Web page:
How to Show Initiative in Your Summer Internship

By Kaitlin Hurtado on July 13, 2017

While the thought of signing your summer away to commit to a summer internship is near the bottom of your summer bucket list, summer internships are near essential when it comes to gaining much-needed work experience to help you land the post-graduation full-time job that every college student desires.

Having a summer internship under your belt will look great on your work resume; however, you should try to make the most of your summer internship by showing initiative using the following methods.

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Network while you can

Summer internships are the perfect opportunity to network with both professionals in your desired field and your fellow interns. Instead of limiting your interaction with the company’s employees to only when you are required to talk to them for an assigned task, take initiative and introduce yourself to those employees that you sit next to in the break room or meet during meetings. Having company employees know you by both name and face will do wonders for your time in the summer internship and even after.

If you stay connected to company employees after your summer internship, you have an active connection you can use as a reference for future positions and a person to help you if you seek a job in that company full-time. If they know you by both name and face, they will be more likely to give you a recommendation and an even more thorough one as they are more likely to know you as a potential employee.

The worst thing that could happen if you fail to take advantage of your summer internship as a place to network is being known as “that summer intern” and being forgotten as soon as a new intern is hired.

Along with networking with established employees, talk to fellow summer interns if you are not the only one. Networking with fellow interns will give you the chance to have someone help you on a professional and personal level as you are likely to be going through the same things as summer interns. It also shows your ability to collaborate with coworkers if you are taking initiative to reach out to another employee on your own.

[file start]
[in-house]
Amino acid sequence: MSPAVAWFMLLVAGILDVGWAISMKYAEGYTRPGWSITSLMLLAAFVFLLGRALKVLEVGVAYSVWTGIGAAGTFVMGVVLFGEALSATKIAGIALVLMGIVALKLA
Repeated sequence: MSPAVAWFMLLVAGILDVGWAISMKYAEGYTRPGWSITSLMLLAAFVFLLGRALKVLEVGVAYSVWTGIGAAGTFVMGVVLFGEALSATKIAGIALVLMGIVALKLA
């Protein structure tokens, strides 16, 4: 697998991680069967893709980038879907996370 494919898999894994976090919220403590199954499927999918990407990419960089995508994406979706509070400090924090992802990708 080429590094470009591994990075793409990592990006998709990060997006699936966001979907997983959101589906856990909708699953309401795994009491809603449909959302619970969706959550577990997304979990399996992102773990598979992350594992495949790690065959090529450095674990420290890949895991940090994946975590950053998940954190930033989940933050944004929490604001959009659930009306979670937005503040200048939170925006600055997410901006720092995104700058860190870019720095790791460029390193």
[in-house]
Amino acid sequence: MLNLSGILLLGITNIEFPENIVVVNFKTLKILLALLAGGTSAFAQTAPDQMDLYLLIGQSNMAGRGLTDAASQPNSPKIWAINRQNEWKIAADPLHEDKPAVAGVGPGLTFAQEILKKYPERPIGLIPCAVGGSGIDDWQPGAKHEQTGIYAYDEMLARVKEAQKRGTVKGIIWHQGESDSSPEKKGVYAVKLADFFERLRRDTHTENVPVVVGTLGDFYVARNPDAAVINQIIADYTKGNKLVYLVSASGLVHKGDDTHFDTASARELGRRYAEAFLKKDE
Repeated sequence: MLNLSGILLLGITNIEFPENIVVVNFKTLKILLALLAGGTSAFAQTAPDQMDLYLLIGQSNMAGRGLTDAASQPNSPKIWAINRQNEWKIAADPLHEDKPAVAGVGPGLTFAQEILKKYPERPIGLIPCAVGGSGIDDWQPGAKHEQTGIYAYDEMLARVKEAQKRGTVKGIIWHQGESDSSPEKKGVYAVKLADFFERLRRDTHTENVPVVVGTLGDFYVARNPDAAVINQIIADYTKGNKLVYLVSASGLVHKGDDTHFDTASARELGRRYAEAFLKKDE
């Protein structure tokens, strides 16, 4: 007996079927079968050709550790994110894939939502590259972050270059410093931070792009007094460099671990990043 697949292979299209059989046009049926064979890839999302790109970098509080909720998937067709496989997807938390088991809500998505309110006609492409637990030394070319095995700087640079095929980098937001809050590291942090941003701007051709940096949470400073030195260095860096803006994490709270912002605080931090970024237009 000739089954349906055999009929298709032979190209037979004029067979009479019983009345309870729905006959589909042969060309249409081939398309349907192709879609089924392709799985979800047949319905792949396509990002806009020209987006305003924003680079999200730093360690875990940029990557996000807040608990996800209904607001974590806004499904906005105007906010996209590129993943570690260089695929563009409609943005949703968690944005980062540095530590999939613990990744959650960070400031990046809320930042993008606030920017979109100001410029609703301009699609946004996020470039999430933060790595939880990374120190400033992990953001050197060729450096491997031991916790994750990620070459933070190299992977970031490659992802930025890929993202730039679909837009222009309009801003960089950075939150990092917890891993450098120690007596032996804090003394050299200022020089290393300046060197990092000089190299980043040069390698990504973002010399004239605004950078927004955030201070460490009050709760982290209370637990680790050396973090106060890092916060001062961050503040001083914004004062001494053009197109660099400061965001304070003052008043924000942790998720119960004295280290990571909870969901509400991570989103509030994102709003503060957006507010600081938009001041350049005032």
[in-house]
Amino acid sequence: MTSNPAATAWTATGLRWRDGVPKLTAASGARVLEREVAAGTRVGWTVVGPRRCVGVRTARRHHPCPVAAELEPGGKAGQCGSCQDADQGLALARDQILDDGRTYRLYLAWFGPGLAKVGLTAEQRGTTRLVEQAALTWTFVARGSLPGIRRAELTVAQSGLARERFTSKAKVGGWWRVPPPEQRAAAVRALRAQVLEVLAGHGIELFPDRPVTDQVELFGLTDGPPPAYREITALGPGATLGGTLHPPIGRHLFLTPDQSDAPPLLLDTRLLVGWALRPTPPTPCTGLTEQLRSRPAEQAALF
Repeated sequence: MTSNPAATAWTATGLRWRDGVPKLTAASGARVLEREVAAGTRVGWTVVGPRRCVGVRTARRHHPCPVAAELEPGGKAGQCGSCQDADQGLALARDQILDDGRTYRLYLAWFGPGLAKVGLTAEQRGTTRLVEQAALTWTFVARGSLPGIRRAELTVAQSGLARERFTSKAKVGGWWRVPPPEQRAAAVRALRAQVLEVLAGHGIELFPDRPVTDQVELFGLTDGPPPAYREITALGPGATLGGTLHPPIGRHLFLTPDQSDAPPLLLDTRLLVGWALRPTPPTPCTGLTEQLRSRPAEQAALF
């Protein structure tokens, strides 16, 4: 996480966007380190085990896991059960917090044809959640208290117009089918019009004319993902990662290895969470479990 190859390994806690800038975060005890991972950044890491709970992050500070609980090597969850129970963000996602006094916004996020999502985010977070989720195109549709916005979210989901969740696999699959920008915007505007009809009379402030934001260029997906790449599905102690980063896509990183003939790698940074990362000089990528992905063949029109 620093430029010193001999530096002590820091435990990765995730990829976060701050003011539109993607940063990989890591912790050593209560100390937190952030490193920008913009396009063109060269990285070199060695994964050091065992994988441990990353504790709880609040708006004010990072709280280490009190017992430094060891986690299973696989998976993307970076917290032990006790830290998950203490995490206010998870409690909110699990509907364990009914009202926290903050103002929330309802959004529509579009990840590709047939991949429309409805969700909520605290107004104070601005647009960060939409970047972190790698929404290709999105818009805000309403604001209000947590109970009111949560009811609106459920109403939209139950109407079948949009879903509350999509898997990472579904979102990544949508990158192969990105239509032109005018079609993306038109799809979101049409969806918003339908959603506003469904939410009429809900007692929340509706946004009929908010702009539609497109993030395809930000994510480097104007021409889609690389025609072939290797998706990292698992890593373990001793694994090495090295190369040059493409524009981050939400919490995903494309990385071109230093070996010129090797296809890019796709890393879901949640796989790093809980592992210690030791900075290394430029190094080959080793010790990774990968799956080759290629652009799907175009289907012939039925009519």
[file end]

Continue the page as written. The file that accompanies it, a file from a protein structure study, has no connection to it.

Be in the know 

Depending on your level of experience in the career field associated with your summer internship, knowledge of what you are actually doing may vary. If the summer internship is more hands-on (like working in a lab, shadowing a professional), you may already be expected to have a better grasp of what you are supposed to be doing.

Prepare yourself by researching the type of work you will be doing beforehand. Research the company and what they are known for. Look at their growth and recent projects so you get a feel for the company atmosphere, work, and where they are headed in the future. If an employee asks you about something that happened in the company recently and you have no knowledge of it, you can look uninterested in the company you are interning for. If you are ready to discuss the issue, it shows that you took initiative to make yourself more aware of the company news and will be more involved with the company you are interning with.

Ask questions

Regardless of whether it is in a classroom setting or in the workplace, many are afraid to ask questions in fear of looking clueless. However, the benefits of asking questions outweigh whatever you think someone may think of you if you ask a “dumb” question. Not only do you look interested in the subject at hand if you are asking questions, you also are showing that you are ready to learn. When you just nod along when receiving instruction and always say no when asked if there are any questions, there is little to no conversation generated.

Asking questions creates some back-and-forth and some questions can even be accompanied with tips from established employees, making whatever task given a lot easier and giving you know-hows when pursuing a full-time position in the future.

If you ask questions about something you do not know prior to handling a task, any possible negativity surrounding you asking any number of questions will outweigh the negativity that can occur when you do the task wrong and make more work for yourself or other employees to fix the mistake.

Consider your future and there is a possibility of you continuing to work with the company. Ask whoever you report to if there are any openings for other positions or what you would need to do in order to apply for a full-time position in the future. Asking questions about staying within the company shows that you are invested in the company and that they should invest back if you are a potential long-term employee.

By Kaitlin Hurtado

Uloop Writer
Hello! I'm Kaitlin, a second year Literary Journalism major at UC Irvine. I'm a writer on Uloop's national team and a campus editor for UCI.

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